The bishop called me in to talk to him, to confirm that what my brother had told him was true. (Why would a bishop not believe him? I mean, who and why would my brother confess to something like that if it isn’t true? This was intimidating to me to go into a room with a male—let alone that I felt scared when I had to tell him such a sordid, detailed secret! After all, I had spent the prior six years being intimidated by multiple males who threatened me about keeping this secret!
I told the bishop it was true, and he sent me on my way home. It was at least a few weeks where I worried every day that he had told my parents and I would be in trouble.
He never did tell my parents about my six years of sexual abuse.
The evening I met with my bishop, when I walked home, I felt worse, not better. My bishop had acted as if he just needed to know this. That it was just a matter of fact, and I should just go home as if nothing had changed. I feel like my bishop was complicit and protected my abuser (my brother) from punishment, justice, and shame.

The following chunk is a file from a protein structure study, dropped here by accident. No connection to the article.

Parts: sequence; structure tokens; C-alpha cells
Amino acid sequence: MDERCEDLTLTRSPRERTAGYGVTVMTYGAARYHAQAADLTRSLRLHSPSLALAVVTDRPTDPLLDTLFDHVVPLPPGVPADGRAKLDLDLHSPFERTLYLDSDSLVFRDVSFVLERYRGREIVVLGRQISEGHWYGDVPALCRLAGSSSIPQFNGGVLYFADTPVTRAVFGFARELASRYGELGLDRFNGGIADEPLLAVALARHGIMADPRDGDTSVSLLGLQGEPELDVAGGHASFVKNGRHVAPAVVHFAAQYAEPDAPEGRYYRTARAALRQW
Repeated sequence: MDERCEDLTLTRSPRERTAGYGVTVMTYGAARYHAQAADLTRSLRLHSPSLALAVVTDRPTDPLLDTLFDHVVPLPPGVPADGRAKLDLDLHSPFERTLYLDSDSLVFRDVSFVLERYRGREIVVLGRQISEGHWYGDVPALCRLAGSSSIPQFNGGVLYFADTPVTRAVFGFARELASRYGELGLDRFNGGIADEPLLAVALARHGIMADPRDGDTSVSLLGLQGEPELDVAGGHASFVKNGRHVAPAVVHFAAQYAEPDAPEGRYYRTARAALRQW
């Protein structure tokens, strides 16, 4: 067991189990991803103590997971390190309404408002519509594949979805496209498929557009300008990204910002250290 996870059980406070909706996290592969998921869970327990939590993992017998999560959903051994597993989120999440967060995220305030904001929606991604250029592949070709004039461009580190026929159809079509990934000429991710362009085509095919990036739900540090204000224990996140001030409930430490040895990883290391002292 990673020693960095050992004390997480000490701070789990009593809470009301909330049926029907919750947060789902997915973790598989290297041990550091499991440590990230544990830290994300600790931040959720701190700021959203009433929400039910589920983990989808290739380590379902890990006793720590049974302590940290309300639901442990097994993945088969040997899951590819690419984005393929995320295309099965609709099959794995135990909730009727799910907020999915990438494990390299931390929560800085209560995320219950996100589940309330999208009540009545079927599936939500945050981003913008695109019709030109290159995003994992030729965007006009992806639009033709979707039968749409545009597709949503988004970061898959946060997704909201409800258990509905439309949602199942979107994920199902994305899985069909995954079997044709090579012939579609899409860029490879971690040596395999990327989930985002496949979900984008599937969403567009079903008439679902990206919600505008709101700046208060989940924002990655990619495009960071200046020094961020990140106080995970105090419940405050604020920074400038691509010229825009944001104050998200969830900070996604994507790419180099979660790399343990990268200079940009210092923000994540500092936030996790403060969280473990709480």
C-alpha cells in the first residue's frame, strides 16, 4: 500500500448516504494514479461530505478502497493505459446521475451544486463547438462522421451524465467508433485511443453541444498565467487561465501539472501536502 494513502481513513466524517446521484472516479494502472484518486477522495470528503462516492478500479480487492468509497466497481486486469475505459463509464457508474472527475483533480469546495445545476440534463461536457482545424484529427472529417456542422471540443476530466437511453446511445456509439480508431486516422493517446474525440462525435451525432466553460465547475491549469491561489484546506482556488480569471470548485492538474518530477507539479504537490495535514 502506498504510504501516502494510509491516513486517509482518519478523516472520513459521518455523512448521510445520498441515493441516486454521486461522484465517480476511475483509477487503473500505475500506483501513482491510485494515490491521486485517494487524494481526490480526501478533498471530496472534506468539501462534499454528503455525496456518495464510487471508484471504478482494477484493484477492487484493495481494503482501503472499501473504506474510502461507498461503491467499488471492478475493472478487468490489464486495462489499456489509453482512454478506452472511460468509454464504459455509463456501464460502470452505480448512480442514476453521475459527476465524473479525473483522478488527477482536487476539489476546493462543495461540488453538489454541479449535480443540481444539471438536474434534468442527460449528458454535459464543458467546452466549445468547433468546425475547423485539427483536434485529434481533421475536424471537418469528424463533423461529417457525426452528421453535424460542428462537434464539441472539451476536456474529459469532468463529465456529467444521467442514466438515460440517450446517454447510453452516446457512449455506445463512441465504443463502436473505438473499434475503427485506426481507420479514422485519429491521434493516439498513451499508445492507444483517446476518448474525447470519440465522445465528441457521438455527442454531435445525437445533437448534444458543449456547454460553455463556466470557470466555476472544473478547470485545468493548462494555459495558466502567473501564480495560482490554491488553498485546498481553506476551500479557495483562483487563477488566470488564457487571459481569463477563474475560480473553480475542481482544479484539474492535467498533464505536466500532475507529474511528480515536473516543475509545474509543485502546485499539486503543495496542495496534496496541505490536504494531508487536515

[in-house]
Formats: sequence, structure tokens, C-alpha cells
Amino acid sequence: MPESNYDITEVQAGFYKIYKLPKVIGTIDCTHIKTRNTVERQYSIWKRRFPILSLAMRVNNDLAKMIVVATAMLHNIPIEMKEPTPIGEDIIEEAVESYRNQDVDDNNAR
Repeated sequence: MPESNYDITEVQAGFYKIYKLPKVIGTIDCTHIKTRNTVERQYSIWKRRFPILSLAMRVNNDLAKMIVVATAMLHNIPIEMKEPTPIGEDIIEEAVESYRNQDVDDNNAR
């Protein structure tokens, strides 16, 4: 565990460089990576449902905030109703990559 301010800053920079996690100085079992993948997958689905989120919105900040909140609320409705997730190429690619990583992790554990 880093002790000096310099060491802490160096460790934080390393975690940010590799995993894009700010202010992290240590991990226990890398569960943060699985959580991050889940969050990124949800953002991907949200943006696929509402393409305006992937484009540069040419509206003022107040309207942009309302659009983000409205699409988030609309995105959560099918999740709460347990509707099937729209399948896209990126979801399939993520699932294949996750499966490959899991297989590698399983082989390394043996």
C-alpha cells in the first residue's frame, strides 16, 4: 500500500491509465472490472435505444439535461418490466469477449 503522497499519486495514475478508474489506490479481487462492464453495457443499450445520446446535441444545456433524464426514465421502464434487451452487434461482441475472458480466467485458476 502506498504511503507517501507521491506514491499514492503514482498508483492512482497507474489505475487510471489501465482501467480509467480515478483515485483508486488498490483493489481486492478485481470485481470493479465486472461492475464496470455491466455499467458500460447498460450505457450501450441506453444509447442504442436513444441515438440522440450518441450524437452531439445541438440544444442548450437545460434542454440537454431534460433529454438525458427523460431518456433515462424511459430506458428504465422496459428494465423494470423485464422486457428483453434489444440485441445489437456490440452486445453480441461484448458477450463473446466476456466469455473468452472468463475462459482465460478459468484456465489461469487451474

Instead, my abuser would be sent on a mission two months later. He would be looked on as righteous, stalwart, and returning with honor. Never mind what he may have done on his mission to girls. The important thing was to preach the gospel for the Lord! In my 11-year-old mind, my abusing brother would now be rewarded. He was more important. There would be a big farewell and open house, accolades and congratulations, a big trip to see him off at the (church’s Missionary Training Center) and airport. He would be sent to a far off country on the mission, but no one would help me.